Tucker went into shower room, taking a fresh set of underwear and his sweats with him. His mind was a blur. When Malcolm had smiled at him, he'd felt supremely guilty and he didn't know why. And he had felt both guilt and shock when he had seen Charles. She wasn't alive. At least not where he came from. He'd seen to that. Killed her with good intentions. Suddenly the water felt colder. What if he was stuck here? What if there was really something wrong with him? Could he have not really done what he remembered doing? Maybe 'this' was right? Was he really sterile? His mind jumped around like a bug on a griddle as he shut off the shower and dried off.

When he came out into the room, the bed had been pulled down from the wall, fairly roomy, thank goodness. Malcolm was on his computer, and he looked up suddenly. Maybe a bit embarrassed? They hadn't talked much after they'd left sickbay. Tucker thought perhaps he should just keep his mouth shut and try to figure out more about where he was. When Reed, too, headed off to wash up, Tucker went to his own terminal and logged in. His password still worked. He found that he didn't seem to have access to all the engineering files. Damn. Perhaps Malcolm had locked him out; had been told to lock him out. But he was able to pull up the ship complement. About half the male faces he knew. Travis wasn't the alpha shift helmsman, or even a crewmember. Meyer was still on Reed's security team and Chef was still in charge of the galley. Of the eight females he knew Kelly, Branigan, and a biology tech named Katana. Hoshi Sato wasn't there. Neither were Hess, or Cutler, or any of the other female crew he knew. And of, course as Robinson and Reed had told him, there was no Doctor Phlox and no T'Pol.

The complement of each department was about the same as on his Enterprise for the eighty odd crew he expected. Of the additional forty-six personnel, thirty were in the science department, mostly listed as biologists and geneticists. The sixteen balances were under Ship's Security and the Armory. He puzzled over this until he pulled up a mission statement.

This Enterprise's primary mission was to collect, analyze and synthesize data and possible solutions to Human infertility. Secondary missions included negotiating and developing trade and transfer of scientific information, particularly emphasizing biology, genetics, and fertility, and enhancing security and protection for the Sol System.

He swiftly pulled up population stats for Earth, the Moon bases and Mars Colony, as well as the outer planet colonies and Alpha Centari. Fertility stats came up first and held not pride of place but a grim reckoning. In the last fifty years the number of eighteen-year-old males found to be sterile in each year's cohort had grown from 15 to 45 percent of the population. He thought females faired a bit better, with 5 to 8 percent infertile, but then he realized that the number of live births had also been dropping over the last half century. In the last statistical year one quarter of all male births were early miscarriages or stillbirths. Only 22 percent of total live births had been female; there was a huge female mortality during pregnancy. In his own cohort the population discrepancy was 65 percent male, 35 percent female. It was horrifying. It looked as if the human race was dying out.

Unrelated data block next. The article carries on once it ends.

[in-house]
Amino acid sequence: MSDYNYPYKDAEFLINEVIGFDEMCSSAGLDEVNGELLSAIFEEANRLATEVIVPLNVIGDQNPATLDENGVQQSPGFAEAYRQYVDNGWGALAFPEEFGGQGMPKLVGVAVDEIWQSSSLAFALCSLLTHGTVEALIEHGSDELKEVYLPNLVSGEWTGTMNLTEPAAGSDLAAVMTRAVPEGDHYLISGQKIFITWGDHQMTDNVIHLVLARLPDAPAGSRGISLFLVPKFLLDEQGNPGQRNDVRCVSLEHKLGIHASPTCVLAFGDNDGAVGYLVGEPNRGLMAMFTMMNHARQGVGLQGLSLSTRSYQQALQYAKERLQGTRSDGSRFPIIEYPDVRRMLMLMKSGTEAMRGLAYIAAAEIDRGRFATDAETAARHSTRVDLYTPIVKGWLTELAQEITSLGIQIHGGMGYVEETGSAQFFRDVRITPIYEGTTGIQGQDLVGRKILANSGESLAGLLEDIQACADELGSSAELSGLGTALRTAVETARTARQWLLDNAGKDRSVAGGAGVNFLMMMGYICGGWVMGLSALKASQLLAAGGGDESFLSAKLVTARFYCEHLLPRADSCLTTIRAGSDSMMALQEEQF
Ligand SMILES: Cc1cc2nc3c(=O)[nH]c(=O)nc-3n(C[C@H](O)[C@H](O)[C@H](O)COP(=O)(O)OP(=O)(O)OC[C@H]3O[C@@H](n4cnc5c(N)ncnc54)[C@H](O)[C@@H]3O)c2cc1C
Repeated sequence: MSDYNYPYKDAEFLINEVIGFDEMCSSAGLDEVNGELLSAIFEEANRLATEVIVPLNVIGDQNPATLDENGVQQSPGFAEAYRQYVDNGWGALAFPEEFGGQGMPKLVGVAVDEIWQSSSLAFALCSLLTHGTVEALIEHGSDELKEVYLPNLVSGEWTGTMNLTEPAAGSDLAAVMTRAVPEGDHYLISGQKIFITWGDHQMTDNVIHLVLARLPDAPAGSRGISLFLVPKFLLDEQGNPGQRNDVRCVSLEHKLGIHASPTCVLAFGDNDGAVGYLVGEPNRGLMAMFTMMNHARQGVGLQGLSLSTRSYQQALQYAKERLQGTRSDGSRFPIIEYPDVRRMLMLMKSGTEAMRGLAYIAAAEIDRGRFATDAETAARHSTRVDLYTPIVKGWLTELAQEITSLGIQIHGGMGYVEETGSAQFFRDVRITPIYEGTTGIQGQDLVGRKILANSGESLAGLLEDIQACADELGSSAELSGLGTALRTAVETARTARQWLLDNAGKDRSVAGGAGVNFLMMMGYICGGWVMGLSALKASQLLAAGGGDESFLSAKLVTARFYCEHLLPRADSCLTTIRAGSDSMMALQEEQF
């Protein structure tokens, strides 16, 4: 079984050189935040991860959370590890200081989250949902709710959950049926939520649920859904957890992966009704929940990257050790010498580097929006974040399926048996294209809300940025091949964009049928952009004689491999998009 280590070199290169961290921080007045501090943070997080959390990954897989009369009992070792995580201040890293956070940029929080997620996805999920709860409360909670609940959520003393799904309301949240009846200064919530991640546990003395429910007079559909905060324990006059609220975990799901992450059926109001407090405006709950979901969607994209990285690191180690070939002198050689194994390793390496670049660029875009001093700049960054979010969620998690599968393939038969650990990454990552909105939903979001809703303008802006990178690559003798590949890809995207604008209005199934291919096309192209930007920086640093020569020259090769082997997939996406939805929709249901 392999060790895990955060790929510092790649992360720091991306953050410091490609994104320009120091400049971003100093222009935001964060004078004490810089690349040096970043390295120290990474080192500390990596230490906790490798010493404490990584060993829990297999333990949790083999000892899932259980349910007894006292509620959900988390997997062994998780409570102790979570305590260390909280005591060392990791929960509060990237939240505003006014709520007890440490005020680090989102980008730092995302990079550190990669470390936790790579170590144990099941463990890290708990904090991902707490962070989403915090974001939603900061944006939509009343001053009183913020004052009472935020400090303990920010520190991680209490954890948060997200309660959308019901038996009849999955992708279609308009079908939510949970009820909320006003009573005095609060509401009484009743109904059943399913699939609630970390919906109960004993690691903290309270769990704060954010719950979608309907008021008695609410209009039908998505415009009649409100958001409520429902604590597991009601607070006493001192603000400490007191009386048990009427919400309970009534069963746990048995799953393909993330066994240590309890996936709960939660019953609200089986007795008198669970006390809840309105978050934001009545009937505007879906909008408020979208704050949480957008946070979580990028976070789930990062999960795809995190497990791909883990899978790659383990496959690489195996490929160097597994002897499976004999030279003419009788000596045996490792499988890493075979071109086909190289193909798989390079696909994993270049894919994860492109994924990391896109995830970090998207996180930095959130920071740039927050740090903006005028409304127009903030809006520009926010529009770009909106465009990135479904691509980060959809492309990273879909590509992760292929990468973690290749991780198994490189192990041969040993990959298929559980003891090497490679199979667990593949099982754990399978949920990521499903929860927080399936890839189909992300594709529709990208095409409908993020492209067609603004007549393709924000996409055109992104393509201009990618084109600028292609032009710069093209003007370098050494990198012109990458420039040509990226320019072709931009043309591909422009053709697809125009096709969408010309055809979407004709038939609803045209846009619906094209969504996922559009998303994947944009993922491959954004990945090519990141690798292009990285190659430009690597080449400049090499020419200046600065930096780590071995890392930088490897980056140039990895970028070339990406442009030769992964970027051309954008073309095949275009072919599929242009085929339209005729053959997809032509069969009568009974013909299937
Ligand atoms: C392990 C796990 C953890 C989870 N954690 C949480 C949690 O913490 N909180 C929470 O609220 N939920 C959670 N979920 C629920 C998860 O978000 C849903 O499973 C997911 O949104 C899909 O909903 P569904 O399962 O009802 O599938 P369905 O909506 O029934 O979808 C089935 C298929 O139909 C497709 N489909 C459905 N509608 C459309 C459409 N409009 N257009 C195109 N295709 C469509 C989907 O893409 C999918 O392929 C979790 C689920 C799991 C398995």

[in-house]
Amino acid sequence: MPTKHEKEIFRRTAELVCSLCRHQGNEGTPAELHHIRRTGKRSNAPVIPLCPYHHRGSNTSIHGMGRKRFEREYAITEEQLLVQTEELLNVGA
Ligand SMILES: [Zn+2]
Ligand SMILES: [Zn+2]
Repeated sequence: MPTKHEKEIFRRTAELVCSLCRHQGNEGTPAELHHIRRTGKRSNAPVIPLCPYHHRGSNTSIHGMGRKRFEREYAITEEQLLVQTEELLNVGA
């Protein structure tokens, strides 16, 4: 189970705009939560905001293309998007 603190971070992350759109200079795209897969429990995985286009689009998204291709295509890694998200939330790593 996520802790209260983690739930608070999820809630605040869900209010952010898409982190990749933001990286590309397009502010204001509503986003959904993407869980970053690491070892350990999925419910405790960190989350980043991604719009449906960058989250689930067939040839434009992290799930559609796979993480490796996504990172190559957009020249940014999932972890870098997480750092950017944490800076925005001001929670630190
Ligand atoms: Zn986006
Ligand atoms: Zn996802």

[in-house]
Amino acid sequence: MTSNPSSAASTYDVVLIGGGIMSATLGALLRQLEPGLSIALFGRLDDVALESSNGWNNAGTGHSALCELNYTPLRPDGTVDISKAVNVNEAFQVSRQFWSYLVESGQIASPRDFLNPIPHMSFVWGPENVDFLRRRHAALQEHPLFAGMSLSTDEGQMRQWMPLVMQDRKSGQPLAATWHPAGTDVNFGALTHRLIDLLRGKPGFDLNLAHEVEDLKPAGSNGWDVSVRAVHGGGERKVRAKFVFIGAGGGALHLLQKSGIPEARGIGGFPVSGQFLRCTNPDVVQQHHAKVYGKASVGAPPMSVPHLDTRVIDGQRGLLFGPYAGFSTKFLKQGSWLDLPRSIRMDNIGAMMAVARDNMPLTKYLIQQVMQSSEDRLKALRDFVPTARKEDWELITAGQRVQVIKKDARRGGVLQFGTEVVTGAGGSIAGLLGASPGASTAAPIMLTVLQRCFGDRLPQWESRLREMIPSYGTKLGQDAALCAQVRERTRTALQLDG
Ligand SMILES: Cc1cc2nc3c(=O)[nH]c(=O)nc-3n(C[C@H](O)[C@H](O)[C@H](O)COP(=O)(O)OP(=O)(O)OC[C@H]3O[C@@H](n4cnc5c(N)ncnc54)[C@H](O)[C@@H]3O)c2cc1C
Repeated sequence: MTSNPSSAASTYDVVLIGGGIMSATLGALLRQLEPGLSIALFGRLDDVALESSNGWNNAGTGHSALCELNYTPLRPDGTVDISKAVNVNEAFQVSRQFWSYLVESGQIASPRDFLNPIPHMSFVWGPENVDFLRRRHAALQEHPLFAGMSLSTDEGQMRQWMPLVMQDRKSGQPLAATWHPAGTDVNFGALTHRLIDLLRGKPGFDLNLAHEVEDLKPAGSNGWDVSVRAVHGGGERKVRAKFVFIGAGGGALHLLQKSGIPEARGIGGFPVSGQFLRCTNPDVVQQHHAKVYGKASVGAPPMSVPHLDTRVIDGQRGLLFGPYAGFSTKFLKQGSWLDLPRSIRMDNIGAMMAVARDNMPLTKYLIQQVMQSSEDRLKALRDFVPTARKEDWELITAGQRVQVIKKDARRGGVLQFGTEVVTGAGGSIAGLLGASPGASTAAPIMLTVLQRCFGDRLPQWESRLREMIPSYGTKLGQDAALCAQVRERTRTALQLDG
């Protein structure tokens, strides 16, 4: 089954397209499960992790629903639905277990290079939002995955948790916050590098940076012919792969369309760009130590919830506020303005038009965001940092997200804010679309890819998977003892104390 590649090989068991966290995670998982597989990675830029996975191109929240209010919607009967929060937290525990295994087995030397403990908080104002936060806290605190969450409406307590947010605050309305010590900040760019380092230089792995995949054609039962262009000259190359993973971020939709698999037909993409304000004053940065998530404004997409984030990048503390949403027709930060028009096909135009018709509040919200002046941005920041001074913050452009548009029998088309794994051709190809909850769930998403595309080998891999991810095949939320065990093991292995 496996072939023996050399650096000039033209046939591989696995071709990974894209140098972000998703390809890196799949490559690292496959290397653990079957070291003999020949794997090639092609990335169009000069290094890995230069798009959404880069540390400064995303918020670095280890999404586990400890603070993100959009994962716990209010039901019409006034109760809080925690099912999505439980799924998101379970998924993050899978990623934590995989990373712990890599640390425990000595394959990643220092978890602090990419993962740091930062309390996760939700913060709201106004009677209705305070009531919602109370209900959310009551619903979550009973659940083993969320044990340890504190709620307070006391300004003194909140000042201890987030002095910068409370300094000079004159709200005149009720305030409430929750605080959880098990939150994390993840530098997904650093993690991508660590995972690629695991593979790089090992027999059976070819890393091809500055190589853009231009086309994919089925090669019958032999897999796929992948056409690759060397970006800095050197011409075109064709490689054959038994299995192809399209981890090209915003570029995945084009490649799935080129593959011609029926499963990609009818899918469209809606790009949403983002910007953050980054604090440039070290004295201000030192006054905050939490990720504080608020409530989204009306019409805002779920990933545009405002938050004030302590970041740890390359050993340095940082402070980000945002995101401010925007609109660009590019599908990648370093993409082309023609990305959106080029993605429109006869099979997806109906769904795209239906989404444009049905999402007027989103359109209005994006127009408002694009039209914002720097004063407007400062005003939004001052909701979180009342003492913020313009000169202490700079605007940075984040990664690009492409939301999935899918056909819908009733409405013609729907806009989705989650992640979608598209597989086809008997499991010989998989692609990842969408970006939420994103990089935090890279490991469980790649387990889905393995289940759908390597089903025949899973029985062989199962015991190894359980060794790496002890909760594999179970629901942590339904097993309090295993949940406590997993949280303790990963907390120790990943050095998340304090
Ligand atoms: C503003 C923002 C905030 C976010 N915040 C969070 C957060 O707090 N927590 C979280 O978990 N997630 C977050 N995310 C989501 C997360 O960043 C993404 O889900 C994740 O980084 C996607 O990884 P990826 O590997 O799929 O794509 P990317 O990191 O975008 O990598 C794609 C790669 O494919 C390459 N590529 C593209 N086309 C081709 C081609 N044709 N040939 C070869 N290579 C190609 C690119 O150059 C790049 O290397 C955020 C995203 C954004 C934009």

He suddenly couldn't stand the thought of looking at the hideous population statistics anymore. Tucker had an overwhelming feeling that he was being watched. He turned but only saw photographs on the wall. He slowly went over and examined the photos.

He actually recognized some of the photos; he'd taken them himself. There were shots of planets they'd visited, often with different people in the shot from the picture he remembered taking. Here was Charles sitting next to him in the Mess on a movie night; sharing a big bowl of popcorn. He was saying something to whoever was taking the picture, and Charles was grinning at him.

There were a lot of photos of Reed. Reed training with his security team. Reed sitting on a shingle beach, wearing ridiculously small swim trunks. Reed and Tucker sitting on a bench outside an alien bar that Tucker recognized. They were lifting their glasses to whoever had taken the photo. And there was a slightly larger photo in a standup frame. Tucker picked it up, a bit ill at ease. Unlike most of the others, it was a formal sitting, but obviously taken on board ship. Both he and Reed were wearing their dress uniforms, a three-quarters view. Reed had his arms loosely crossed, hands on elbows. He, himself, stood behind Reed's left shoulder; his left hand lightly resting on Reed's left arm, his chest against Reed's back. They leaned into each other subtly but unmistakably. Reed looked supremely relaxed and contented; Tucker's own smile in the picture was wide and almost dopey with pleasure. The photographer had made sure the rings on their left hands were both visible. Tucker set the frame down. It was unnerving to see his own wedding picture.